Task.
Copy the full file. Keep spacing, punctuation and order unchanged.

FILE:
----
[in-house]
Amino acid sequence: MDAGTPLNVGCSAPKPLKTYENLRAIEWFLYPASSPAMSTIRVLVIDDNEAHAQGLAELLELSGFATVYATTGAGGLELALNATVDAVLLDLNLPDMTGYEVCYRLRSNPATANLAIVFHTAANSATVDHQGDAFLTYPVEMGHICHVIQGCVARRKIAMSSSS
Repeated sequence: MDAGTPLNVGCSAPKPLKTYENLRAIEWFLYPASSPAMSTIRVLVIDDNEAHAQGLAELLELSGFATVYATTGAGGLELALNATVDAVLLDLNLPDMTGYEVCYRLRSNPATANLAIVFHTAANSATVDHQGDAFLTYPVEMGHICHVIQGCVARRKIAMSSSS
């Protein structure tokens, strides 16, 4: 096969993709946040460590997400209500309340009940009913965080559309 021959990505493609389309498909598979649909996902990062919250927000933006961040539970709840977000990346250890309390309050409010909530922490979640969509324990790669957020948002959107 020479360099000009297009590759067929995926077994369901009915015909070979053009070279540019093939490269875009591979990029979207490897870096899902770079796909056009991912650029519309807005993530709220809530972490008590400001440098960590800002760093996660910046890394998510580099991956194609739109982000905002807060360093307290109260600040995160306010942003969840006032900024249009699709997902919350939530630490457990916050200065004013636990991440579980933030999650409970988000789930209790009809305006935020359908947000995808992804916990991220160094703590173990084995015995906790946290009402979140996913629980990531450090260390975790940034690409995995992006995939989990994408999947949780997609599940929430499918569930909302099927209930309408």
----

[in-house]
Amino acid sequence: MDAGTPLNVGCSAPKPLKTYENLRAIEWFLYPASSPAMSTIRVLVIDDNEAHAQGLAELLELSGFATVYATTGAGGLELALNATVDAVLLDLNLPDMTGYEVCYRLRSNPATANLAIVFHTAANSATVDHQGDAFLTYPVEMGHICHVIQGCVARRKIAMSSSS
Repeated sequence: MDAGTPLNVGCSAPKPLKTYENLRAIEWFLYPASSPAMSTIRVLVIDDNEAHAQGLAELLELSGFATVYATTGAGGLELALNATVDAVLLDLNLPDMTGYEVCYRLRSNPATANLAIVFHTAANSATVDHQGDAFLTYPVEMGHICHVIQGCVARRKIAMSSSS
């Protein structure tokens, strides 16, 4: 096969993709946040460590997400209500309340009940009913965080559309 021959990505493609389309498909598979649909996902990062919250927000933006961040539970709840977000990346250890309390309050409010909530922490979640969509324990790669957020948002959107 020479360099000009297009590759067929995926077994369901009915015909070979053009070279540019093939490269875009591979990029979207490897870096899902770079796909056009991912650029519309807005993530709220809530972490008590400001440098960590800002760093996660910046890394998510580099991956194609739109982000905002807060360093307290109260600040995160306010942003969840006032900024249009699709997902919350939530630490457990916050200065004013636990991440579980933030999650409970988000789930209790009809305006935020359908947000995808992804916990991220160094703590173990084995015995906790946290009402979140996913629980990531450090260390975790940034690409995995992006995939989990994408999947949780997609599940929430499918569930909302099927209930309408």